The Shoebill: Africa’s most sought after bird
Uganda is more than just Gorillas. Travelers to Africa have unanimously consented that Uganda not only has a great diversity of wildlife but also a profusion of bird species.
Sir Fredrick Jackson, a former Governor of the Uganda protectorate and keen ornithologist once described Uganda as a “hidden Eden….and a wonderland for birds”.
He was right as no other area in Africa can match Uganda’s amazing diversity of habitats and this richness is reflected in the available 1056 bird species that include the rare shoebill stork – arguably one of the world’s most sought after birds.
Also known as Balaeniceps rex translated as “King Whale head “; the shoe bill is remarkably a striking bird with certain pre-historic looks. It is classified in the phylum Chordata, subphylum Vertebrata, class Aves and order Ciconiiformes.
The shoe bill has a large head and unusually long and wide colored bill, which ends in a hooked tip. Standing at 1.5 m in height and sharing attributes with both herons and storks, shoe bills with broad wings, long legs and unwebbed feet live alone in widely spaced pairs.
Some of the places known for viewing of these rare bird species include Entebbe Wildlife Education Centre, Mabamba swamp on the shores of Lake Victoria, the banks of the Nile River in Murchison Falls National Park, Lake Kikorongo in Queen Elizabeth National Park, Lake Kyoga and the southern fringe of Lake Albert that adjoins with the Semliki wildlife reserve.
Their stealthy movements over rafts of floating vegetation, enable them to get hold of prey that include lung fish, water snakes and small crocodiles.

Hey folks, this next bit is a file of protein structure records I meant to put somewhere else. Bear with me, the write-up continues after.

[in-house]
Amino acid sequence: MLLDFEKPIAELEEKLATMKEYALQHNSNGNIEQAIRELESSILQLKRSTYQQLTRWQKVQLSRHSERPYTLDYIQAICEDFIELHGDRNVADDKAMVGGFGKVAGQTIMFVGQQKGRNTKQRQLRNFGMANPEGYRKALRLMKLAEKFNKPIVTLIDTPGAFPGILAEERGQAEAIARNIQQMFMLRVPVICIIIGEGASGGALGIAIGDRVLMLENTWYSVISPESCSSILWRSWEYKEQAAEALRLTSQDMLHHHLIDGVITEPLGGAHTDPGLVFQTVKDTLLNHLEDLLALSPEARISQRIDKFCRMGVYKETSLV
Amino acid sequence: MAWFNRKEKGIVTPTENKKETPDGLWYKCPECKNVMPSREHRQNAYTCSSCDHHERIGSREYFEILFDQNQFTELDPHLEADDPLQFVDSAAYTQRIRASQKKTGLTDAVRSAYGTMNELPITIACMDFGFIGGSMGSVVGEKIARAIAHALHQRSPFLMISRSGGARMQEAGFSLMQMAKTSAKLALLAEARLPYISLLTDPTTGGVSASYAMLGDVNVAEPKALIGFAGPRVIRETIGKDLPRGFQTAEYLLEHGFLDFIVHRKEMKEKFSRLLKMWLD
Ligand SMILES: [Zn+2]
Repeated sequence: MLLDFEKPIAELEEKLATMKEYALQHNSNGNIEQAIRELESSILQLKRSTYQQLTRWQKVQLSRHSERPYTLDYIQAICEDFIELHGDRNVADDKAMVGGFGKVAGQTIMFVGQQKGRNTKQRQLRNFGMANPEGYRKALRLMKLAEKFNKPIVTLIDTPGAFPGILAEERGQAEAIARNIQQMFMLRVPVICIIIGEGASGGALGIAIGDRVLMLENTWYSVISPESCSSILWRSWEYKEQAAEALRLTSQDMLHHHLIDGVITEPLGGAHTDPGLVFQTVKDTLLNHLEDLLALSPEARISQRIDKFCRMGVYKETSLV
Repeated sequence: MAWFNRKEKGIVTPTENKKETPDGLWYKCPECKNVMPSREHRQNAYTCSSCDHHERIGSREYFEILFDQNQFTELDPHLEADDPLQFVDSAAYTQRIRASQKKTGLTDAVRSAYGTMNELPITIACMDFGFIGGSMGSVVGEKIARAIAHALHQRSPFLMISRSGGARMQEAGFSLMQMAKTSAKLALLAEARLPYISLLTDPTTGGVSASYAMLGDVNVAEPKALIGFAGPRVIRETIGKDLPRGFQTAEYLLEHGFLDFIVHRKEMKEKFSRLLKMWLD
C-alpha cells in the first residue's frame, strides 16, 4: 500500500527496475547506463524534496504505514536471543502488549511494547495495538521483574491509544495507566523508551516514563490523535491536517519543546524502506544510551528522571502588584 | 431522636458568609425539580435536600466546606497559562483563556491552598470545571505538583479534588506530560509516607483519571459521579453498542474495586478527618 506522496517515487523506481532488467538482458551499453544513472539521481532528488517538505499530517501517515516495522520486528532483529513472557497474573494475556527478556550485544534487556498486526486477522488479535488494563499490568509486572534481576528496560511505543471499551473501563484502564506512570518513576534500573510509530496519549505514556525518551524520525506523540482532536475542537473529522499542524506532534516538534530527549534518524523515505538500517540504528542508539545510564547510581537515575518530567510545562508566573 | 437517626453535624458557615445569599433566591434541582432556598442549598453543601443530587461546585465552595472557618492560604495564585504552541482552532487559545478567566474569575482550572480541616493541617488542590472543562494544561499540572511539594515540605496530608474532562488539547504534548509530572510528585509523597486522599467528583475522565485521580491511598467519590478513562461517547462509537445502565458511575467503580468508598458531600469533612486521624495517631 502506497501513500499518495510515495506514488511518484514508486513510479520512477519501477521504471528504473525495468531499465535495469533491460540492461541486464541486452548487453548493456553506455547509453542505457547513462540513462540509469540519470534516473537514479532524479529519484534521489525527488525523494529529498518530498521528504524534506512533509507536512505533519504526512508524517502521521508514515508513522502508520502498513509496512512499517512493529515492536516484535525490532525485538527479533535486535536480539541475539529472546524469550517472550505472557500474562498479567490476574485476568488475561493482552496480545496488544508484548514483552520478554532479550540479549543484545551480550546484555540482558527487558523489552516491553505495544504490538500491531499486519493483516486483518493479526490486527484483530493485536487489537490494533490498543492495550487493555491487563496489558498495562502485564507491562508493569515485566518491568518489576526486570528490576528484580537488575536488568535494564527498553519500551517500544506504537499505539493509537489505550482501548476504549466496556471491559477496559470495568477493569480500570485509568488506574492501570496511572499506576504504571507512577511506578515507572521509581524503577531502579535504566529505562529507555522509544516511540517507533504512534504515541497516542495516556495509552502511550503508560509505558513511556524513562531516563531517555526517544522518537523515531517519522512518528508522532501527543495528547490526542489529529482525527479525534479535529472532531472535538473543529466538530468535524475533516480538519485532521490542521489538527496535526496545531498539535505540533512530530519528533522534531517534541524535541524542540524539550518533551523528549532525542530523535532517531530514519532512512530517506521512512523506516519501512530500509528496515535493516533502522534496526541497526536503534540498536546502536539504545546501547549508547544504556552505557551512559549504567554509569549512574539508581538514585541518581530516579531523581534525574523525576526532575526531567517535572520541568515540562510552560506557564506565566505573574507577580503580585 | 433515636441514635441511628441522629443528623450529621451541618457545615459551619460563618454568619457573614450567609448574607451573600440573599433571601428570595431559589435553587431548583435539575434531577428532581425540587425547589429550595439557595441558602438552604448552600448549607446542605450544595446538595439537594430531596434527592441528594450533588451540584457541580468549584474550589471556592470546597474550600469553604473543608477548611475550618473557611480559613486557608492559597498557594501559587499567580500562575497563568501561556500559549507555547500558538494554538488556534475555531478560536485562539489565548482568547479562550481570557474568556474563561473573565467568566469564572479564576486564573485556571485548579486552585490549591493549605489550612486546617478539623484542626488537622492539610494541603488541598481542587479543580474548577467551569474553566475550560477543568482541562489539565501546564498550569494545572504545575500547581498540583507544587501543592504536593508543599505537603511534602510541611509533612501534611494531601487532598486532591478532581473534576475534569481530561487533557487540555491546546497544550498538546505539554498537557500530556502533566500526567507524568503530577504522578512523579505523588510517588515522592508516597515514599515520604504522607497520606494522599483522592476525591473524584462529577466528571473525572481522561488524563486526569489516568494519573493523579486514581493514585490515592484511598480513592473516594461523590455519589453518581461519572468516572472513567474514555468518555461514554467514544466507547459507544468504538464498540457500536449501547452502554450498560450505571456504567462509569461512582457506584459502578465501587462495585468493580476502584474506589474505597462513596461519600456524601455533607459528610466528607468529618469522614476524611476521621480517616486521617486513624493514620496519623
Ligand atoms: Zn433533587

Partially nocturnal and sluggish, the shoe bill obtains its diet by probing the mud with its boot like bill. They also fly with their heads and necks folded back.
As the breeding season approaches usually in the months of April to June, the male and female start engaging in a bill clacking courtship prior to mating and putting up a nest of broken reeds and other aquatic vegetation.
Two eggs are usually laid with both the female and male taking turns incubating them for a period that takes about a month. Two silvery brown chicks are hatched – and do remain helpless for some time. The young birds are dependent on the skillful hunting of their parents.
This goes on for about four months – till the young bills are properly developed. Shoe bills life span usually ranges between forty and forty -five years. Approximately 1000 shoe bills are still believed to survive in different parts of Uganda.
With increasing human population characterized by continued habitat destruction and encroachment the survival of the shoe bill stork is paramount considering the increasing number of dedicated ornithologists as well as the novice bird watcher to Uganda who are coming in big numbers to get a glimpse of this rare bird.